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Mark Buehrle, The Florida Marlins' splashy new pitcher had his pit bull on his mind while he was house hunting in Miami.
Buehrle, who signed a four-year, $58 million contract last month, bought a house in Broward county instead of Miami-Dade—where the dogs have been banned since 1989—so he would not have to part with his beloved pit bull, an 18-month-old American Staffordshire Terrier he adopted in Chicago. By living in Broward, Buehrle and his wife Jamie get to keep Slater in the family.
The Buehrles are animal advocates, and Mark Buehrle supports efforts to overturn breed-specific bans, like the one Miami-Dade has against pit bulls.
“They can do certainly a lot of damage, lot of jaw pressure, lots of muscles in those jaws – but most of the time they are provoked to do that,” Sharron Carmichael of the Humane Society of Broward County said. “Having responsible ownership of the dog is what needs to be done.”
Advocates such as Carmichael say the culture of pit bull ownership must change.
“You’ll see your gang member that holds the leash with one hand and holds his pants up with the other – just wants to show off his dog and fight with the other dogs in the street,” she said.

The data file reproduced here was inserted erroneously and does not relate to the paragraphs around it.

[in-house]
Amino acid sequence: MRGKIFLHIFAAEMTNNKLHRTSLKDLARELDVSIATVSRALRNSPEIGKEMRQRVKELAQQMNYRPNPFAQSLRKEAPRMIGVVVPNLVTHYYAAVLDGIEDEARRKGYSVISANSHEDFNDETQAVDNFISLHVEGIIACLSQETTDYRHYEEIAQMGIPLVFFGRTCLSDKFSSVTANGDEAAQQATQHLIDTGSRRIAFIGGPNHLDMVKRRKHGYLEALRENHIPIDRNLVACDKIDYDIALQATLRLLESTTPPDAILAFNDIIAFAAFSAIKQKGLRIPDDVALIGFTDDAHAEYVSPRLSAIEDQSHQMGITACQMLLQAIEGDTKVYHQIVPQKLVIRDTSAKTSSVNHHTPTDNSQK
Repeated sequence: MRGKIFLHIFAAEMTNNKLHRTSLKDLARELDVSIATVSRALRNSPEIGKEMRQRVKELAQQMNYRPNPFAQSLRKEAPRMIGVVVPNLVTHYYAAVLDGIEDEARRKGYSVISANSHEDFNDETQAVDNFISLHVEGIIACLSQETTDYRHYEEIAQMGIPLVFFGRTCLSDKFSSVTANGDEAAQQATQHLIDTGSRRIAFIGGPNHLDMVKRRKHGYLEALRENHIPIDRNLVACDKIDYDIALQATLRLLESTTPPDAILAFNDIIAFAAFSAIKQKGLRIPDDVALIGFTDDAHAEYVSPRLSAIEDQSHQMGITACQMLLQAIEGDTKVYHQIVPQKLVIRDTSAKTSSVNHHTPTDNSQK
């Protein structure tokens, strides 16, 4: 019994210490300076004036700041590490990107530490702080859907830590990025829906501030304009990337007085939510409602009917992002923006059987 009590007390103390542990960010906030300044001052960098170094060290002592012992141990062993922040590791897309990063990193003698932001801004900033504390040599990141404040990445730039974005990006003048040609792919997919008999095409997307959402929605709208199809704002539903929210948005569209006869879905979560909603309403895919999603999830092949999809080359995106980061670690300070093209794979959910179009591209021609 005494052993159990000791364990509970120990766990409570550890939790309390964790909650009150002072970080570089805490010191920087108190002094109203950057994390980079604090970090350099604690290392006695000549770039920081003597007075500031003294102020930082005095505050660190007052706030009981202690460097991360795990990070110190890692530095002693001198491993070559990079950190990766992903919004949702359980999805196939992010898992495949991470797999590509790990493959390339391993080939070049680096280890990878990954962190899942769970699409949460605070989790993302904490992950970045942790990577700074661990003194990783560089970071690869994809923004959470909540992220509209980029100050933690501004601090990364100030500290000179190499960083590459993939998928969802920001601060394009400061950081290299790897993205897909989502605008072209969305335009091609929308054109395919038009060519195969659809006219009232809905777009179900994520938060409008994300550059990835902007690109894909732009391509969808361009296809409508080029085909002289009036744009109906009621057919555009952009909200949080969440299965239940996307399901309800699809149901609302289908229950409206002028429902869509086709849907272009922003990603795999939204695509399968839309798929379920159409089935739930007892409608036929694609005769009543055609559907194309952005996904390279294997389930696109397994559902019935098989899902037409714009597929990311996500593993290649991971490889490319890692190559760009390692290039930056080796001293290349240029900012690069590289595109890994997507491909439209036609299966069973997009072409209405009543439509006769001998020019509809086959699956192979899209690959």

Statistics indicate what can happen when pit bulls are provoked: according to dogsbite.org, dogs killed 31 people in the U.S. in 2011, and 22 of those cases involved pit bulls.
Carmichael said “an unneutered male pit bull can be a loaded weapon,” which is why her group insists on them being neutered and spayed.
The Miami-Dade ban, both groups said, means that at any given time they each might have about a half-dozen pit bulls available to adopt in Broward County, because so many come in from Miami-Dade.
Carmichael, for one, likes Buehrle’s choice of location for a home.
“As a baseball fan, I’m happy to have him in Broward County,” she said.